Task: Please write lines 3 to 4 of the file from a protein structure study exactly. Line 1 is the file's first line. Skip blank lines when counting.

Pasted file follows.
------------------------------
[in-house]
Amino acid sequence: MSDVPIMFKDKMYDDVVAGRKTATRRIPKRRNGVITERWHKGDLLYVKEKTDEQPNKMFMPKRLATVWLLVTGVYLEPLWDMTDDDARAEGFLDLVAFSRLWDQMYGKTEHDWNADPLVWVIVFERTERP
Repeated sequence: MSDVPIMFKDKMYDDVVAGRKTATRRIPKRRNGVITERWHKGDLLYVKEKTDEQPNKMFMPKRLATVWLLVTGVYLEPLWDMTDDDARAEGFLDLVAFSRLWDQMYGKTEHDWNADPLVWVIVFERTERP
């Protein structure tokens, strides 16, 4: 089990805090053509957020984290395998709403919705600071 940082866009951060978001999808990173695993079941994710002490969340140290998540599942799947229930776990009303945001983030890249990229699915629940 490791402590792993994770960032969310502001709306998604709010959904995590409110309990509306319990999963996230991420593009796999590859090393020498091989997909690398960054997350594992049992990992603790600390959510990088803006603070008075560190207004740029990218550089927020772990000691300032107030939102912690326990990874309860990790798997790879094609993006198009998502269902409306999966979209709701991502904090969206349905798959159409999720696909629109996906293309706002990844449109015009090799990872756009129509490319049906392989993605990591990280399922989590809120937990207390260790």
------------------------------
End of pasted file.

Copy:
Repeated sequence: MSDVPIMFKDKMYDDVVAGRKTATRRIPKRRNGVITERWHKGDLLYVKEKTDEQPNKMFMPKRLATVWLLVTGVYLEPLWDMTDDDARAEGFLDLVAFSRLWDQMYGKTEHDWNADPLVWVIVFERTERP
């Protein structure tokens, strides 16, 4: 089990805090053509957020984290395998709403919705600071 940082866009951060978001999808990173695993079941994710002490969340140290998540599942799947229930776990009303945001983030890249990229699915629940 490791402590792993994770960032969310502001709306998604709010959904995590409110309990509306319990999963996230991420593009796999590859090393020498091989997909690398960054997350594992049992990992603790600390959510990088803006603070008075560190207004740029990218550089927020772990000691300032107030939102912690326990990874309860990790798997790879094609993006198009998502269902409306999966979209709701991502904090969206349905798959159409999720696909629109996906293309706002990844449109015009090799990872756009129509490319049906392989993605990591990280399922989590809120937990207390260790």